King Creolei is amusingly childish ; yet in its extreme simplicity manages to cross no major red linesii. Unescapably it then comes off as a two hour cartooniii, making it the perfect Elvis vehicle quite naturally (and also his favourite cinematic self-exploitation, let it not be said the King never had any sense). The rich, nut-buttery rendition of 1950s New Orleans, physically trapped somewhere between its Rust Belt destiny and its glorious past rather drips, like molasses, right off the screen ; and the drop dead gorgeous Jonesiv rather reminds me of my own teenaged dolls back in the day, their punctilious needlework rather returned in dialogue along the lines of "So, this is where you live ?" "No. This is where I visit."
Indeed a budding harem stands before the man -- the presumed, the supposed, the "let's find out" man. Just two girls, but well spread out : the intellectual and the dedicated, the urban and the rural, a dollop of each. All they're awaiting is his magic wand, the touch of the axis mundi in his pants to bring, to stir their lives to life ; sadly... well, he's a boy, did I mention ? The tragedy of not one, ripe, ready to go, long awaiting woman but two ; and... the boy, yet a boy, still a boy... forever still a boy.
What can you do ?———
- 1958, by Michael Curtiz, with Elvis Presley, Carolyn Jones, Dolores Hart, Walter Matthau. [↩]
- Consider the point where the willing, the self-abandoningly, eagerly willing young filly asks the man -- the man in her eyes-- on the very threshold of life : is this how you learn the Torah ?
He runs away ; for he is a boy, not a man (nor can her confusion enact him into other-ness). Had he not ran away, had he stood as a man, and used her as a man -- as a man uses a whore -- he'd have had one, and she'd have had one. And therefore, later on, when the (alleged) man of the production confronts him, with "proposals" and whatnot nonsense, his manly way'd have been self-obvious before him : "Listen Maxine, I'll take her off your hands if she's too much for you ; as for the rest you can as well go dangle." and thereby readily preempt whatever nonsense in the vein of "oh, what were you talking about, let me see, ah yes, 'Max doesn't enter into it' or something" and, at the end, when the wanna-be gangster shoots his woman from under him (as I suppose he must) they could've ended up best of friends. Or enemies, meaningfully, not of the girlish but of the manly sort. The difference's altogether slight : the greatest enemies are actual men who broadly agree.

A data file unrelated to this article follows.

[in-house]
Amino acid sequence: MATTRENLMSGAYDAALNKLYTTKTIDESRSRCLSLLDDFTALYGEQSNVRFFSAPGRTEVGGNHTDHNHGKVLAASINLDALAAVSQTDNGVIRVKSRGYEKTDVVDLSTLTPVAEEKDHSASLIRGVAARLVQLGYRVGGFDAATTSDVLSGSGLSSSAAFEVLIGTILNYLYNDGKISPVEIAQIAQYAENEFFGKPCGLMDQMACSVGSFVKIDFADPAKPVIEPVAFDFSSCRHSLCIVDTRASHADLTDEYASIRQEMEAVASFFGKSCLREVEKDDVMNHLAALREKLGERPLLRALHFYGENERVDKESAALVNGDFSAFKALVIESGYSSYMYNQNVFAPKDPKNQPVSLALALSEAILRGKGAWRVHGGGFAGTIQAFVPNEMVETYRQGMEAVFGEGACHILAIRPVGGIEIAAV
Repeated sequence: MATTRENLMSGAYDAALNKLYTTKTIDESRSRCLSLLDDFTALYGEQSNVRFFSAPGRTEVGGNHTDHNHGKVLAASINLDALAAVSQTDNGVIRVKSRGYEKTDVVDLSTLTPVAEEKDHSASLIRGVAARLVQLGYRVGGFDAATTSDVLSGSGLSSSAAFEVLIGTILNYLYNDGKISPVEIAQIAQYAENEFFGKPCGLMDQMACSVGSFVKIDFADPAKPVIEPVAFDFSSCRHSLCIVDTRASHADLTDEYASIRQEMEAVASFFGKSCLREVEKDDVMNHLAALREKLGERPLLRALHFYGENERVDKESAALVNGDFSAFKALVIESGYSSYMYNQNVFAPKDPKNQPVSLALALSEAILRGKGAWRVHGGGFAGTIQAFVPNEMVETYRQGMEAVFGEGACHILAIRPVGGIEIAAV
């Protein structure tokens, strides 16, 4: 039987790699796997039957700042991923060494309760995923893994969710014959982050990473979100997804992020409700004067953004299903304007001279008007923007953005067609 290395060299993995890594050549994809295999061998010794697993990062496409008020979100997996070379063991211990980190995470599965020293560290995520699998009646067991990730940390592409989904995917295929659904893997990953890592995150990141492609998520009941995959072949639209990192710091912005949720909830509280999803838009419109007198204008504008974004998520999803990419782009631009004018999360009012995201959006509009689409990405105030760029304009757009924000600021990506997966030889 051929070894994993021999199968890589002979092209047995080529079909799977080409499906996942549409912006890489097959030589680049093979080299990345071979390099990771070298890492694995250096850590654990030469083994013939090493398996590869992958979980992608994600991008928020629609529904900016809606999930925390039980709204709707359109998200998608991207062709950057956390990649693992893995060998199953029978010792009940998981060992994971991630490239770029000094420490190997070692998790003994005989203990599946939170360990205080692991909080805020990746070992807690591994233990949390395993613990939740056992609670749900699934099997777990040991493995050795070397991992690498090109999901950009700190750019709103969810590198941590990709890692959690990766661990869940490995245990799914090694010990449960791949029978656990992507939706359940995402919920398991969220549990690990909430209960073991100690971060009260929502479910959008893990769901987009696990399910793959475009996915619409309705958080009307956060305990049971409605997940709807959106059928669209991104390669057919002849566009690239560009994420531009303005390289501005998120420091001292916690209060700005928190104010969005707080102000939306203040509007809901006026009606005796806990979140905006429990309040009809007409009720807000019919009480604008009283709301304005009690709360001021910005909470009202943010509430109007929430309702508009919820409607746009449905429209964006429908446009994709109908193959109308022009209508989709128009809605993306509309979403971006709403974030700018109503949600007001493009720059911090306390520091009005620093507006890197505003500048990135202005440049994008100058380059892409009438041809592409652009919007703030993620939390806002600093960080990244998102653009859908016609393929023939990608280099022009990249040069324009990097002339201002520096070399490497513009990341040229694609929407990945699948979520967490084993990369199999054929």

Yet in the fact that this story's about a boy not about a man no heinous crime's being committed. Not all stories can be about me, owning to their scarcity (yes, I notice I missed an n back there, but honestly... fix ? fix what ?) and so occasionally stories will necessarily have boys in them, like this one does. No he's not man enough to be a man ; but yeah he's plenty boy enough to be a boy, and after all that was the idea, wasn't it. [↩]
- Imagine this wonder, Matthau, of all people, cast as the heavy. Matthau, Walter Matthau, of Buddy Buddy and The Guide For Married Men, Matthau of Park Plaza and The Odd Couple. That Matthau, the consummate Goosy Boy, he's the evil gangster that "owns everything" in that sad Southern town.
- The original Morticia Adams, and, in being there earliest, necessarily the model for Aaron Spelling's later gaggles of "actress" girlies (incestuously enough, principally figuring his own daughter). [↩]